Frame Relay is a new networking technology that is designed to suit data communications traffic that is of a `bursty' or intermittent nature. You connect to a Frame Relay network using a Frame Relay Access Device (FRAD). The Linux Frame Relay supports IP over Frame Relay as described in RFC-1490.

Kernel Compile Options:

        Network device support  --->
            <*> Frame relay DLCI support (EXPERIMENTAL)
            (24)   Max open DLCI
            (8)   Max DLCI per device
            <*>   SDLA (Sangoma S502/S508) support
        

Mike McLagan, mike.mclagan@linux.org, developed the Frame Relay support and configuration tools.

Currently the only FRAD supported are the Sangoma Technologies S502A, S502E and S508.

To configure the FRAD and DLCI devices after you have rebuilt your kernel you will need the Frame Relay configuration tools. These are available from ftp.invlogic.com. Compiling and installing the tools is straightforward, but the lack of a top level Makefile makes it a fairly manual process:

        user% tar xvfz .../frad-0.15.tgz
        user% cd frad-0.15
        user% for i in common dlci frad; make -C $i clean; make -C $i; done
        root# mkdir /etc/frad
        root# install -m 644 -o root -g root bin/*.sfm /etc/frad
        root# install -m 700 -o root -g root frad/fradcfg /sbin
        rppt# install -m 700 -o root -g root dlci/dlcicfg /sbin
        

Note that the previous commands use sh syntax, if you use a csh flavour instead (like tcsh), the for loop will look different.

After installing the tools you need to create an /etc/frad/router.conf file. You can use this template, which is a modified version of one of the example files:

# /etc/frad/router.conf
# This is a template configuration for frame relay.
# All tags are included. The default values are based on the code
# supplied with the DOS drivers for the Sangoma S502A card.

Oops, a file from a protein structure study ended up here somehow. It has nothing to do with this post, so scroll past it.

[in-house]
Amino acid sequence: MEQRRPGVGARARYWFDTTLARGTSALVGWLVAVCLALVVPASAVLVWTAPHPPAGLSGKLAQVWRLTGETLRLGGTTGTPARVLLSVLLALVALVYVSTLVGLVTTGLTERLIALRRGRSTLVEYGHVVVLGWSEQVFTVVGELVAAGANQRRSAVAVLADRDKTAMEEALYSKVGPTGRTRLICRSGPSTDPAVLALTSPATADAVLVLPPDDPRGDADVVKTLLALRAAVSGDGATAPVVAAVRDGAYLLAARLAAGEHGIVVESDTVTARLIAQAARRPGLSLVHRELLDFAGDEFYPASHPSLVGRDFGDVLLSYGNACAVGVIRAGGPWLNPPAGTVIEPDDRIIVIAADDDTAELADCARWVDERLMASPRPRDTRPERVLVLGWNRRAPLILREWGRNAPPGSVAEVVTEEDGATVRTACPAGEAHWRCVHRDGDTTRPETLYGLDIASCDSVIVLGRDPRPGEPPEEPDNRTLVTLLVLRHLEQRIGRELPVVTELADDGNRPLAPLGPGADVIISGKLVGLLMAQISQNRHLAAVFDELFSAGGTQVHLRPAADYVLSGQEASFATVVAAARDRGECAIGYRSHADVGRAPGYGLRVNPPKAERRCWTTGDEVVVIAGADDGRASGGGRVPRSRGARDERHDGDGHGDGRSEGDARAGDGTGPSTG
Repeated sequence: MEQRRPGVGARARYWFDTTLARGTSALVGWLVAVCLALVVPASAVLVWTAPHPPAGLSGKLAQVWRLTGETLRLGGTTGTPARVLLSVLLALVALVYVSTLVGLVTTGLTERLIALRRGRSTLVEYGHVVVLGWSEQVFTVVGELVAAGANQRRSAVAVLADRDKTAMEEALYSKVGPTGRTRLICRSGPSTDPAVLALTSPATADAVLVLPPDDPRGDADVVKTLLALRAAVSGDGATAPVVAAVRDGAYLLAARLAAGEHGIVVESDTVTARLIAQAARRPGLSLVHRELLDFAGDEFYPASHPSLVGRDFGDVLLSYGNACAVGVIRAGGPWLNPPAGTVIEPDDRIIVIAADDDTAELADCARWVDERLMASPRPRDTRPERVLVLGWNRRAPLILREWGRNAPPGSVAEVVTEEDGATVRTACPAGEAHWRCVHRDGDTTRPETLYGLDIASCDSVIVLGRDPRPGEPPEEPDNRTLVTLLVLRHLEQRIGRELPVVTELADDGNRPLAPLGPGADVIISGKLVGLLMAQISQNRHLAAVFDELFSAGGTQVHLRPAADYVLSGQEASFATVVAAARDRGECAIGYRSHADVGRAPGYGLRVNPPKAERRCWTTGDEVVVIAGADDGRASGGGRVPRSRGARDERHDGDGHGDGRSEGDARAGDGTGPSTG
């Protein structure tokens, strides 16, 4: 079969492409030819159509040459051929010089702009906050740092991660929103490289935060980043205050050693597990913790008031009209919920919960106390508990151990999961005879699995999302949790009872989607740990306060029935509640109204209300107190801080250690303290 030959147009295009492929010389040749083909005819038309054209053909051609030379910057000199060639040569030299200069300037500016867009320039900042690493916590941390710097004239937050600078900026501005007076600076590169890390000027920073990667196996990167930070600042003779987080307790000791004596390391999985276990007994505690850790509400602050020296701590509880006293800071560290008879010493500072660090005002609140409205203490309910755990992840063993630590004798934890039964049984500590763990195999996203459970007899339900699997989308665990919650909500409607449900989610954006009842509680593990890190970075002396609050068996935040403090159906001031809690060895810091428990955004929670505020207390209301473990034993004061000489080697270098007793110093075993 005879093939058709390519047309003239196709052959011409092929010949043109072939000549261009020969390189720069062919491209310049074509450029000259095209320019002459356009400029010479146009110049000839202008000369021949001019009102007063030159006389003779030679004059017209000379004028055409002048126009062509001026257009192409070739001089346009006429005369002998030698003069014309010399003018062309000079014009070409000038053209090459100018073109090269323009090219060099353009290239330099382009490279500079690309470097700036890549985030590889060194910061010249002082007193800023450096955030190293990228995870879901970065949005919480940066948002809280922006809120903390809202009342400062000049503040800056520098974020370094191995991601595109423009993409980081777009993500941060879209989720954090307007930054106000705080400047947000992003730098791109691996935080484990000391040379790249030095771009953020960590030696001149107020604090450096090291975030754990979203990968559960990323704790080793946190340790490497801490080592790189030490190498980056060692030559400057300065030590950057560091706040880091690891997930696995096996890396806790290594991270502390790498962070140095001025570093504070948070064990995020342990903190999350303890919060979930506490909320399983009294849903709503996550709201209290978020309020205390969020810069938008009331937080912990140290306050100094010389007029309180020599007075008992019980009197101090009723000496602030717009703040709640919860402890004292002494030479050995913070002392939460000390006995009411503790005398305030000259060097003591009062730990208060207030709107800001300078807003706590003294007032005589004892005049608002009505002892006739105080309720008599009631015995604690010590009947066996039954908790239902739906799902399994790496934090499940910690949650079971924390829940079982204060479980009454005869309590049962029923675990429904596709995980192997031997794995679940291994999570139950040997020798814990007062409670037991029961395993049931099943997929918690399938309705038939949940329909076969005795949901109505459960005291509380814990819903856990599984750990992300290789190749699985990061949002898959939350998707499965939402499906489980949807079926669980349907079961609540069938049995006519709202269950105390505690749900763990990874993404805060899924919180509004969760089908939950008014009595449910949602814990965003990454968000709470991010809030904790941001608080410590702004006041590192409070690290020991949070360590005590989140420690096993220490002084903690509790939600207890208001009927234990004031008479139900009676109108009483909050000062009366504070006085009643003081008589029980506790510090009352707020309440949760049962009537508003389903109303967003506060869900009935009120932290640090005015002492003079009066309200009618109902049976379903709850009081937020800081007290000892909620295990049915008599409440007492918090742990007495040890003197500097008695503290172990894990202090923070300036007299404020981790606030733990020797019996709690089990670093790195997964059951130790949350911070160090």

#
# A '#' anywhere in a line constitutes a comment
# Blanks are ignored (you can indent with tabs too)
# Unknown [] entries and unknown keys are ignored
#

[Devices]
Count=1                 # number of devices to configure
Dev_1=sdla0             # the name of a device
#Dev_2=sdla1            # the name of a device

# Specified here, these are applied to all devices and can be overridden for 
# each individual board.
#
Access=CPE
Clock=Internal
KBaud=64
Flags=TX
#
# MTU=1500              # Maximum transmit IFrame length, default is 4096
# T391=10               # T391 value    5 - 30, default is 10
# T392=15               # T392 value    5 - 30, default is 15
# N391=6                # N391 value    1 - 255, default is 6
# N392=3                # N392 value    1 - 10, default is 3
# N393=4                # N393 value    1 - 10, default is 4

# Specified here, these set the defaults for all boards
# CIRfwd=16             # CIR forward   1 - 64
# Bc_fwd=16             # Bc forward    1 - 512 
# Be_fwd=0              # Be forward    0 - 511
# CIRbak=16             # CIR backward  1 - 64
# Bc_bak=16             # Bc backward   1 - 512
# Be_bak=0              # Be backward   0 - 511


#
#
# Device specific configuration
#
#

#
# The first device is a Sangoma S502E
#
[sdla0]
Type=Sangoma            # Type of the device to configure, currently only 
                        # SANGOMA is recognized
#
# These keys are specific to the 'Sangoma' type
#
# The type of Sangoma board - S502A, S502E, S508
Board=S502E
#
# The name of the test firmware for the Sangoma board
# Testware=/usr/src/frad-0.10/bin/sdla_tst.502
#
# The name of the FR firmware
# Firmware=/usr/src/frad-0.10/bin/frm_rel.502
#
Port=360                # Port for this particular card
Mem=C8                  # Address of memory window, A0-EE, depending on card
IRQ=5                   # IRQ number, do not supply for S502A
DLCIs=1                 # Number of DLCI's attached to this device
DLCI_1=16               # DLCI #1's number, 16 - 991
# DLCI_2=17
# DLCI_3=18
# DLCI_4=19
# DLCI_5=20
#
# Specified here, these apply to this device only, 
# and override defaults from above